Before I begin: when I write, I write about my own experiences. Everyone has their own story; this is part of mine.
In honour of Coming Out Day (October 12th), I wanted to write down some of my thoughts about coming out.
Firstly: It is my belief the no-one should be under any obligation to come out. Again, for those following along at home: No-one should be under any obligation to come out. Sure, visibility helps the community, but physical, mental, and emotional safety come before coming out. However, not coming out can be emotionally and mentally damaging, too. It is a really individual and personal choice whether to come out or not.
I have come out multiple times, to multiple people, and sometimes multiple times to the same people. I have gone through lots of 'phases' - each as valid as each other for the way I was feeling and experiencing myself at the time.
I have been quite lucky when I have come out. I have come out to people who were not surprised by the news (they'd figured it out ages ago), or I have shocked people into silence because they totally didn't see it coming (either that or it was my "this is me, take it or leave it" approach).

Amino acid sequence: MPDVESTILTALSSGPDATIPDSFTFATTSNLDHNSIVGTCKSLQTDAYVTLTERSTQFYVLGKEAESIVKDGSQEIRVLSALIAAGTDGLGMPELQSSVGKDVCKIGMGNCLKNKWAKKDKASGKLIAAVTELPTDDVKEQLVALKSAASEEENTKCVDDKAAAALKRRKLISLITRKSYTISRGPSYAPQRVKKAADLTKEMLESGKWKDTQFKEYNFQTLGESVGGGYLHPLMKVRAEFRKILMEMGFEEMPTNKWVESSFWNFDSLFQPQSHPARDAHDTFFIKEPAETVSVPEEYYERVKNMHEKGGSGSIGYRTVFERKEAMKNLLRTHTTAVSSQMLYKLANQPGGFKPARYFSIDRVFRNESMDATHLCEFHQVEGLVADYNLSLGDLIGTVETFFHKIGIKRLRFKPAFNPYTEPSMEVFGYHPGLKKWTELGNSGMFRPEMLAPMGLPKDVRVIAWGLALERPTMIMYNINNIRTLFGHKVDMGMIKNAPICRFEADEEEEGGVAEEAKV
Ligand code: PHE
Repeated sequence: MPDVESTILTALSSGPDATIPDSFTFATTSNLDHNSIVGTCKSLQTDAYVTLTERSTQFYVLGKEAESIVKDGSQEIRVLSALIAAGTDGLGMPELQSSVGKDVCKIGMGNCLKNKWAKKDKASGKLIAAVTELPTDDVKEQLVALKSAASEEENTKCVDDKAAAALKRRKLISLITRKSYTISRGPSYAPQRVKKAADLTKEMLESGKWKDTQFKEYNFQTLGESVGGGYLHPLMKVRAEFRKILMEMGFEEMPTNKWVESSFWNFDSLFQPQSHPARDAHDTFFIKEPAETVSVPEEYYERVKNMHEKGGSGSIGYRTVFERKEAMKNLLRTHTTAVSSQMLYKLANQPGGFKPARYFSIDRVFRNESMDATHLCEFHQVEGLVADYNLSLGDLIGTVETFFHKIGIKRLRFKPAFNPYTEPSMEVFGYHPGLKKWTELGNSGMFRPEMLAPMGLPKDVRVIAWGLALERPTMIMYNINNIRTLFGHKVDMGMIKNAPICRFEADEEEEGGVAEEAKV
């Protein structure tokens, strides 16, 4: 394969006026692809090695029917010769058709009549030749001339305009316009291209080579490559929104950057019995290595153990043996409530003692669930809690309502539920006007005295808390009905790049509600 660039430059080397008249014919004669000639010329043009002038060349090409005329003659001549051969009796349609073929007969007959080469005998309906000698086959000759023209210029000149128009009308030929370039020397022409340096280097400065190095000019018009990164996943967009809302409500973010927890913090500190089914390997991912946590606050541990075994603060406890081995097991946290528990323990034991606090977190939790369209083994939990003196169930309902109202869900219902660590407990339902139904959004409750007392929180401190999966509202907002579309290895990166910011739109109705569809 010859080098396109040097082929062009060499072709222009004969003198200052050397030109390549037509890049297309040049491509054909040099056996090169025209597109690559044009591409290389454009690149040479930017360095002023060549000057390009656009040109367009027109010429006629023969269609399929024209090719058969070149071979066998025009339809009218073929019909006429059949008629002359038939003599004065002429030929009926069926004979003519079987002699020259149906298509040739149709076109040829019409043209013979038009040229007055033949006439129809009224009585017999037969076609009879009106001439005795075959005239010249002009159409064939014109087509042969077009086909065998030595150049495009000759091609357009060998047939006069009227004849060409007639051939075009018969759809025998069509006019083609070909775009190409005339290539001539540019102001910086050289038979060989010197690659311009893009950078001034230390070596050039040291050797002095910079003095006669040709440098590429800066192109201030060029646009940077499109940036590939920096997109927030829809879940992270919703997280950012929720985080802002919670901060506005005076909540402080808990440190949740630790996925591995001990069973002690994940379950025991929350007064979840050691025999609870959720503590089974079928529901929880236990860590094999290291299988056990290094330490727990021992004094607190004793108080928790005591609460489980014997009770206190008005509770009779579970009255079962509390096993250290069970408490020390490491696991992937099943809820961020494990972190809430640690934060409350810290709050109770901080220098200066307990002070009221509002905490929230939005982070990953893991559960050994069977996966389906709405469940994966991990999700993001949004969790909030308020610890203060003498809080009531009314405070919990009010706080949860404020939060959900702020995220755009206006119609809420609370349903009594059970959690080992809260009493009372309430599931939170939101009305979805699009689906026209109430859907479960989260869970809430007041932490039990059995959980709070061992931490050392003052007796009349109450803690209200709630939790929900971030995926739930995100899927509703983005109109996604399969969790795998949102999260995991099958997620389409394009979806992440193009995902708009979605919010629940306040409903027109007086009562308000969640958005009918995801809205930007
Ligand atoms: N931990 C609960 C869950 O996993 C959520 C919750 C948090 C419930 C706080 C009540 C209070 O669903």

That's for people I have known for a while and was quite close to.
Other people, strangers, people I thought I knew well, and so on... well, quite a different story.
My road has taken me from the days of identifying as a kinky, polyamorous, and pansexual woman, to more recent times where I identify as asexual (but panromantic), kinkless, and agender. Including many phases before and in-between.
It's been a long road. Sometimes I didn't have a word for how I perceived myself; I sometimes felt like I was wrong for identifying the way I did. However, there has always been a way forward. Sometimes I have had to do a very large amount of adjustment; sometimes other people around me have had to do it. But always, a way forward.
In a way, because my mental illness has impacted so heavily on my life, coming out has been easier for me - also, I've only ever been bullied or otherwise verbally abused for being the way I am - or the way I have been perceived. I don't think that I would have experienced substantial mental ill-health just for being who I am - but I am fortunate in having a supportive birth family and a supportive chosen family; it really, really annoys me that for people who would otherwise have no mental health issues, coming out can be damaging and cause mental ill-health and that for those unable to come out, that that too can be damaging and cause mental ill-health. Of course, I have substantial empathy for people who have issues being who they are and also having mental health challenges.